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New way of (not) asking for advice
Posted by Adriana Cronin-Lukas
Monday, July 19, 2004 @ 09:27 AM
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Seth Godin notes how asking people for advice about a new project may not be such a good idea. This realisation was sparked off by a piece on Jeff Bezos in Fast Company's cover piece this month:

My favorite part is when he talks about asking other people (experts, even) for their opinion about new projects. Inevitably, people say no. Don't do it. I don't like it. It'll fail. Don't bother.

When I think about every successful project (whether it's a book or a business or a website) the people I trust have always given me exceedingly bad advice. And more often than not, that advice is about being conservative. Or it involves focusing on things that will require a lot of work, rather than things that will make it remarkable.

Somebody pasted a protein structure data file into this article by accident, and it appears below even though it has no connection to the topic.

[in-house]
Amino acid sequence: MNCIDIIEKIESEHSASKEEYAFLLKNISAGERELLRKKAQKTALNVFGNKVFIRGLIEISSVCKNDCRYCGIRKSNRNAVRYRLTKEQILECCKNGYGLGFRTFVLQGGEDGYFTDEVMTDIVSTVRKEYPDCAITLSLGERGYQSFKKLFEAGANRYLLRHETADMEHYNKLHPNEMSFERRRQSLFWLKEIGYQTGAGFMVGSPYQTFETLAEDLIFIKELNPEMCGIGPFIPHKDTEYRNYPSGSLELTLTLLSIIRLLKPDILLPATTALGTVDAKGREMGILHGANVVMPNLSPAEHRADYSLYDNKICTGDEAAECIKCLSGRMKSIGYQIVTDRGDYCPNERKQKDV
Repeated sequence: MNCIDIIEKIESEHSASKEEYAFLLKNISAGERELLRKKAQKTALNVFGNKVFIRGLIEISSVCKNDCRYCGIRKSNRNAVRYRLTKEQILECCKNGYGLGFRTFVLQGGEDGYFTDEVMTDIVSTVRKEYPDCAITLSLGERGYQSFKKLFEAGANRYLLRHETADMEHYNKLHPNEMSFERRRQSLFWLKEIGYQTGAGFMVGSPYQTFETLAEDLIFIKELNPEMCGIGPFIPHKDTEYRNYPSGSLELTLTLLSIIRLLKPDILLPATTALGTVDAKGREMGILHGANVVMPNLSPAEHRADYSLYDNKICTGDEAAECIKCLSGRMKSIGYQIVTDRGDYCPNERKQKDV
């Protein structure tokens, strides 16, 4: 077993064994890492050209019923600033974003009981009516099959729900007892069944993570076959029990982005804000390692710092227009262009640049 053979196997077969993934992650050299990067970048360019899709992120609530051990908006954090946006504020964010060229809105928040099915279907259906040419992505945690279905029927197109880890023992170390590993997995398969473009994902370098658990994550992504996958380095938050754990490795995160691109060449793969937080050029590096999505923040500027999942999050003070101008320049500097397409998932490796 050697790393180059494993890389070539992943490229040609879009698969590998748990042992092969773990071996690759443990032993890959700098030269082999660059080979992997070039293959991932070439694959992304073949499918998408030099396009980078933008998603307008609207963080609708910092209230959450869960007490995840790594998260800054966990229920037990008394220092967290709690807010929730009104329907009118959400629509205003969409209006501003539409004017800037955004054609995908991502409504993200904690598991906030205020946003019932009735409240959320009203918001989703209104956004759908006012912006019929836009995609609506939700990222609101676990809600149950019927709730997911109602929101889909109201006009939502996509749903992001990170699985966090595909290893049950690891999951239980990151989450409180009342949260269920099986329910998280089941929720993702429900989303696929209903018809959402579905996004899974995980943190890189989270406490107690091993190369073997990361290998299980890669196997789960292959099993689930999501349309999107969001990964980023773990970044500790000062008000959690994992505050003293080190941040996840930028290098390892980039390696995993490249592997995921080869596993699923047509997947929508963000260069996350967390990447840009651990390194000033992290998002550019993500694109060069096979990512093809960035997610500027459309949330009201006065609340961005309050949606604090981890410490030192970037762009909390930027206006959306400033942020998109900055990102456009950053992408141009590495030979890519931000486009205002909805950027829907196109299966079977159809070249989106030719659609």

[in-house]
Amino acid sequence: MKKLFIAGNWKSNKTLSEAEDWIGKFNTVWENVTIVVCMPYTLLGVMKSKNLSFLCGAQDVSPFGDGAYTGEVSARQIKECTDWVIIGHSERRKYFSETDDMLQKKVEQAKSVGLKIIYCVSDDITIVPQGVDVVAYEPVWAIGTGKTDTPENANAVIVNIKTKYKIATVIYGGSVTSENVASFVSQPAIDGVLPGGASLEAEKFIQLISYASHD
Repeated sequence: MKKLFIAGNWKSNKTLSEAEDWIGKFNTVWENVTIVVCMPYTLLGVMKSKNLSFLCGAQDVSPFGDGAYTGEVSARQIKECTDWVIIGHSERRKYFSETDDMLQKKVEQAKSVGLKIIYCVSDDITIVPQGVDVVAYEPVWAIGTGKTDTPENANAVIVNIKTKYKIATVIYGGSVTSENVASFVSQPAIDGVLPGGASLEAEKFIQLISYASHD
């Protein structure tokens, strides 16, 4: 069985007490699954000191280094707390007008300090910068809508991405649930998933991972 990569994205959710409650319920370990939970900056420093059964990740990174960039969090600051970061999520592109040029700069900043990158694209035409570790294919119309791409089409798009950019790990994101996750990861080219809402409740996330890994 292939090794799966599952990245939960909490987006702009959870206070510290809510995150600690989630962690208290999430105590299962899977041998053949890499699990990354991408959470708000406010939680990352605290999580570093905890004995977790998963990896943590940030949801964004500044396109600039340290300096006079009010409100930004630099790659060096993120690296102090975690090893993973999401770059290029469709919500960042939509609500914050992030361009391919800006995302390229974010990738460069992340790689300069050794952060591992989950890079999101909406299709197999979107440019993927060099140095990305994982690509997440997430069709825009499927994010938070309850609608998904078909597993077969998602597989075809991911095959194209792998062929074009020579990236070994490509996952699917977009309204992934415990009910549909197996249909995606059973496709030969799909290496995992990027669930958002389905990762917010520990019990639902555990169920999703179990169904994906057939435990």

I think he gets the incentive thing right too. Trying to make new and innnovative project a success means you have to get more things right before it works and potential for mistakes is huge compared to staying with tried and tested methods. I noticed that to many people competition means doing what others do but better. That is a valid understanding of competition but does not account for trying out entirely new ways of doing things. I guess that takes more than business acumen, it requires an attitude.

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